In the first few weeks of school, I find myself swinging between this isn’t that bad and then suddenly falling into I’m not sure I can do this for an entire semester or an entire year. What I keep returning to is the knowledge that this year, perhaps more than ever, needs to be filled with intentional work-life balance and an abundance of good, life-giving things for me. It is always the desire and goal each year for those things to have a critical place and yet this year I think they need to be a desire turned into reality.
With everyone masked, I find myself trying to guess more and more what my students are thinking or how they are receiving the information presented. Not every student gives away their inner thoughts on their faces, but it certainly helps me know more about what is happening internally when I have an entire face to view and not simply a set of eyes.
I realize the same is true for them, too, when I re-watch videos of me teaching and I see how crucial the facial expressions were for the lesson. I don’t claim to have the most interesting face, friends, but the whole face is incredibly helpful when lecturing. Even though I was raised by a man who disciplined with his eyebrows, I cannot convey every emotion purely through raising or lowering my eyebrows. I attribute at least part of my excessive tiredness to this COVID-induced reality.
Continue reading “A Life-Giving Intentionality”
I was listening to one of the first podcasts released by Brandon Vogt and Fr. Blake Britton on their new podcast called “The Burrowshire Podcast.” It was about the call to be saints and they spoke about how although at times they both find themselves desiring to live in different time periods, they were created with souls for now. In fact, it is God’s desire that they be saints right now, in the midst of everything good and bad that surrounds them.
As someone who often feels old (not age-wise, but like from a different era), I resonate with the lingering desire to be alive at a different point in human history. Yet God isn’t mistaken in placing me in this very particular point in time, complete with my longings and desires for things of bygone eras. I suppose many of the saints felt the same way, too. But to consider that I have a soul that is crafted for this point in history is something I hadn’t yet considered.
What does that even mean?
I appreciate the intentionality that this reveals about the Lord’s actions. With our own unique gifts and talents, we were fashioned to be alive today. Instead of misfits from a different age, we are exactly where (and when) we ought to be. Which means holiness is possible now. In fact, for us, holiness in the present is the only option. Despite my feelings to the contrary, I wasn’t fashioned to be holy in a different time period. With all of my intricacies, failings, and strengths, I was created to be holy here and now.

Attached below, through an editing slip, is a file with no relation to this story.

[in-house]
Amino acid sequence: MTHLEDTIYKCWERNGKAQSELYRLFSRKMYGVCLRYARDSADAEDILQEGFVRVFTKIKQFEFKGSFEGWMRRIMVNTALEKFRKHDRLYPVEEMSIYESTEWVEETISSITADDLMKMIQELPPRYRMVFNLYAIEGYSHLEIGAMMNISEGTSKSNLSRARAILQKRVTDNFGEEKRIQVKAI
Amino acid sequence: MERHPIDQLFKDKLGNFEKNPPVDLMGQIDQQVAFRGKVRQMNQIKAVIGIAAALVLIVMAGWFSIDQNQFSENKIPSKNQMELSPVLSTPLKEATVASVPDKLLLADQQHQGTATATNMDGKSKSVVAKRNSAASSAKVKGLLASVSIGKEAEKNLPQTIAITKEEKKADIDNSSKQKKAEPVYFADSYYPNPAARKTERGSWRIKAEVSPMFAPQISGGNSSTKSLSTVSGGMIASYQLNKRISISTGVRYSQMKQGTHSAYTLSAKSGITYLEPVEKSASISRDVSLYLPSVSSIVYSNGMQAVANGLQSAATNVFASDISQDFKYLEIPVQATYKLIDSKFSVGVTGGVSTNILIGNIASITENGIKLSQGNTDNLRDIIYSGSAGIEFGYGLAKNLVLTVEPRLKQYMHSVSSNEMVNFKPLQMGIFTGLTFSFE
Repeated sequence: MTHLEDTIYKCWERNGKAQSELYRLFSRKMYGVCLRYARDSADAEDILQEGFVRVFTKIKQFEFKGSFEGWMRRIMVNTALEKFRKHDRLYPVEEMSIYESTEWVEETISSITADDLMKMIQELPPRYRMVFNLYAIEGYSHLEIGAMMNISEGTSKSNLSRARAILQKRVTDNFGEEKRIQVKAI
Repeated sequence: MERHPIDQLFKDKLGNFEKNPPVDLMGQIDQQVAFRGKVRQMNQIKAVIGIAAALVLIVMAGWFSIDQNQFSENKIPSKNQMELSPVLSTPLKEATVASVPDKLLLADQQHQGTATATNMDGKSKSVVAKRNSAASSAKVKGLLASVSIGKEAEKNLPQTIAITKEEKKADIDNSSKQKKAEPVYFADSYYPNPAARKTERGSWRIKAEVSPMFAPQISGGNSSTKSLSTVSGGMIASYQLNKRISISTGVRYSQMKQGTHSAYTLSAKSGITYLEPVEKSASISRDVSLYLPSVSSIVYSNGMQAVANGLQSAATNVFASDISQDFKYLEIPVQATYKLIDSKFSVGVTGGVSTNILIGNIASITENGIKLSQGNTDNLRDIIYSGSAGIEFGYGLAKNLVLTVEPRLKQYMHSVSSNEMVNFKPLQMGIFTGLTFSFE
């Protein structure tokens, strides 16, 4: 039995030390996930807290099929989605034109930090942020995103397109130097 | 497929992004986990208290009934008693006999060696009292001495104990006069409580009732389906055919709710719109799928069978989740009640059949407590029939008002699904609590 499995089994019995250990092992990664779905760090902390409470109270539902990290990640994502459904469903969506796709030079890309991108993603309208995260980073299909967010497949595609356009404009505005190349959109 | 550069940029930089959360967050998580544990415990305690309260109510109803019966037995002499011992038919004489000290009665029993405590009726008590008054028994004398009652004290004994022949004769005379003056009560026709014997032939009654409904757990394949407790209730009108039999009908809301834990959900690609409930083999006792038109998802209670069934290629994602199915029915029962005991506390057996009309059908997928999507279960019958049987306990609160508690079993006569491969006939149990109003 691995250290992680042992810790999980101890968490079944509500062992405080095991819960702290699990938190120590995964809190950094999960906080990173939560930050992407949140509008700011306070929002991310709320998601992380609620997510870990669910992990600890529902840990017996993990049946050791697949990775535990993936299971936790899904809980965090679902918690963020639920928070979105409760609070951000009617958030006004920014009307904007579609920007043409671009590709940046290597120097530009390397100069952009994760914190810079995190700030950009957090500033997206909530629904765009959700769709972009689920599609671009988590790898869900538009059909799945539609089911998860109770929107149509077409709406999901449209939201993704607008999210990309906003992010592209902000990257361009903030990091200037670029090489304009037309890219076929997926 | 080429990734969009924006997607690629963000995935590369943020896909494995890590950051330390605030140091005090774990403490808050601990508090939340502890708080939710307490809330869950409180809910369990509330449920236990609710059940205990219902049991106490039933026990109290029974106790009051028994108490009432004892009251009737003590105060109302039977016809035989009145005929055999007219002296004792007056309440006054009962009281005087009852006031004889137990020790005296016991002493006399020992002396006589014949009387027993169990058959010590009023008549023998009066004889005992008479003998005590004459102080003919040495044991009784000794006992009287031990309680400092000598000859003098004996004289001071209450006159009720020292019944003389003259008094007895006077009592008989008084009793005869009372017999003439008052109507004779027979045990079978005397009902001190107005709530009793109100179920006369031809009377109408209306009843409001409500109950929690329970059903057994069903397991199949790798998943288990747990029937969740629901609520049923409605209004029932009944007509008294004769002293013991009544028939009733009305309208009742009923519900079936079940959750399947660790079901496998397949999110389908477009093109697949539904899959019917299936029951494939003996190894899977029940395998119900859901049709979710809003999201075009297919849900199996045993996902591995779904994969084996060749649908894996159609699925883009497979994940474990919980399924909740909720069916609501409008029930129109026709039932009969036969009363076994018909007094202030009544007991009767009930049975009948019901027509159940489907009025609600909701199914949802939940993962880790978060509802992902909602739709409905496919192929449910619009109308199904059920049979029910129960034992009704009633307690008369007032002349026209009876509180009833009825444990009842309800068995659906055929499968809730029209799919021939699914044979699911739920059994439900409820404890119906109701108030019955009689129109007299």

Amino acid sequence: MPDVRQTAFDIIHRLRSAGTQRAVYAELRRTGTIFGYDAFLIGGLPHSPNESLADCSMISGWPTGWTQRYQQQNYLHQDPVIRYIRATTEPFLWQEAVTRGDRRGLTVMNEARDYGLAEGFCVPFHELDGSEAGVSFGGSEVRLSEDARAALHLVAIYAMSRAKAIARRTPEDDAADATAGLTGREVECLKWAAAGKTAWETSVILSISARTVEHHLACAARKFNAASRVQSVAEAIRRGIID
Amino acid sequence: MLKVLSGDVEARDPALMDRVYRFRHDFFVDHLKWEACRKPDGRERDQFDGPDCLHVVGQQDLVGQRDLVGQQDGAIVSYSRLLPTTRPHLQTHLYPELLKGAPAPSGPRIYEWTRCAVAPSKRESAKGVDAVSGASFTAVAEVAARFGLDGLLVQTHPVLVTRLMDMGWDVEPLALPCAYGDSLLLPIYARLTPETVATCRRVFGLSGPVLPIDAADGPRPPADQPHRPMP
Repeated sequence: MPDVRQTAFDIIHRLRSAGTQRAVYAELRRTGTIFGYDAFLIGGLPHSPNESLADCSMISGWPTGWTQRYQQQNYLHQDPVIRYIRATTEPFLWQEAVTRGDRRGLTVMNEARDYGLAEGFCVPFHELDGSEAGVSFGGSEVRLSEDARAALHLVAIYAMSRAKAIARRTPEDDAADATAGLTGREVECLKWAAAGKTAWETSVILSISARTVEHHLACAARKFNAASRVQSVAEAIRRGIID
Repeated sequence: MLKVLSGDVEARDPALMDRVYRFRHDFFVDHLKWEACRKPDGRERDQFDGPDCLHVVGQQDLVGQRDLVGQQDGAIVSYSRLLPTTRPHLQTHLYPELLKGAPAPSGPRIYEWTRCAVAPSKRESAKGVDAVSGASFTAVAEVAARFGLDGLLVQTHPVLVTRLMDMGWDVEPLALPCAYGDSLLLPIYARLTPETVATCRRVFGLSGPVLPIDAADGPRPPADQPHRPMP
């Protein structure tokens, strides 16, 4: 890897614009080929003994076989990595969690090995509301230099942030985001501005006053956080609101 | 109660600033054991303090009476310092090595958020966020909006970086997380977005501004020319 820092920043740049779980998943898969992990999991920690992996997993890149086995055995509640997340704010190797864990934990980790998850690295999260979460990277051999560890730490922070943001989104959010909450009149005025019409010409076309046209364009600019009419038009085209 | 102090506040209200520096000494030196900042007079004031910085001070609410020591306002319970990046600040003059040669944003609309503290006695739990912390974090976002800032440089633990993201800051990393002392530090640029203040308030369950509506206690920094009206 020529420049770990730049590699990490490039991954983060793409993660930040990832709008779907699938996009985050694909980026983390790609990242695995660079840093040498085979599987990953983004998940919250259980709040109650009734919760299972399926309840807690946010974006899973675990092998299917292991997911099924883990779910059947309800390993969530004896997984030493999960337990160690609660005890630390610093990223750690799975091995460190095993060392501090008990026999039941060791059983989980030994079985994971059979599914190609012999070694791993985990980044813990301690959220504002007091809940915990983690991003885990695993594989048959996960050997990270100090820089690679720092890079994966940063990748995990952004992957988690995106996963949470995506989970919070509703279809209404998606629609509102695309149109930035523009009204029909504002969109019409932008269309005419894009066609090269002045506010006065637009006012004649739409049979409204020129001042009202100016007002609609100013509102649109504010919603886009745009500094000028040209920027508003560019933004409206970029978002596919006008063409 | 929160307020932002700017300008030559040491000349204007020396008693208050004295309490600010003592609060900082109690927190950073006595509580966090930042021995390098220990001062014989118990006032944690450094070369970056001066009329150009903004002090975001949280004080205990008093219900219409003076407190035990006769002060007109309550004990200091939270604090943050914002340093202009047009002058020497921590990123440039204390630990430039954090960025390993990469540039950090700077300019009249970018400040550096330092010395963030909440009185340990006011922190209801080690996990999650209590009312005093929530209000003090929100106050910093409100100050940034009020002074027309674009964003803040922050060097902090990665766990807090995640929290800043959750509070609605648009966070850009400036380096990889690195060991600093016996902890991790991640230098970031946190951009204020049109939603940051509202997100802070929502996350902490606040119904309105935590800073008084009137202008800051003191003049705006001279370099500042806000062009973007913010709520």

Continue reading “For Such a Time as This”
I am going to hold a pistol to the head of the Modern Man. But I shall not use it to kill him–only to bring him to life.Innocent Smith in Manalive, GK Chesterton
The priest at Mass the other day posed the question: if it was possible to know, would you want to know when you would die?
As a melancholic, death is never too far from my mind and that isn’t necessarily a bad thing. While I don’t have strong feelings about the question one way or the other, I was thinking of some of the benefits of knowing when I would die, even if there is wisdom in not knowing. Sometimes, when death is clearly imminent, it compels us to truly embrace living. When our time is definitively short, we can move from passive existence to passionately experiencing life.
Is that type of wholehearted living reserved only for those who know death is at their door? Could I do that now? If people are able to live more when death comes close, could we just do now what we would do if we knew?
It made me consider how I would change my life if I knew the times of other events. Besides death, there are many other things that seem to be unknown yet shape how I live. For example, if I knew within the next year I would meet someone I would marry, would it change how I live? I believed that I would. What if it was five years, would that change how I live now? Yes, it would. What if I knew I would never get married? Again, yes.
And then I asked myself an important question: why?
Continue reading “Only to bring him to life”
School was called off for today before I even went to bed last night. It meant that my sister and I leisurely watched a movie and then talked for a while before curling up to fall asleep. This morning, the snow hadn’t started yet so I went out of the house for a couple of hours, returning as the snow began to lie thick on the roads. Ideally, though, I would have been still tucked away in my bed or perhaps snuggled on the couch with a cup of coffee as I turned through my latest book.
In high school, I was surprised when I heard that on snow days kids went to go hang out at the mall. For me, it was an unthinkable action. Why would I go out into the blustery weather when that was the exact reason I wasn’t at school? I also was gifted with a father who would have unquestionably smacked me with a hearty dose of common sense if I would have even asked to drive to town despite the weather. Being at home was actually what I wanted to do anyway. While I liked school, I didn’t mind a day of sleeping in and being home. The same still holds true as an adult.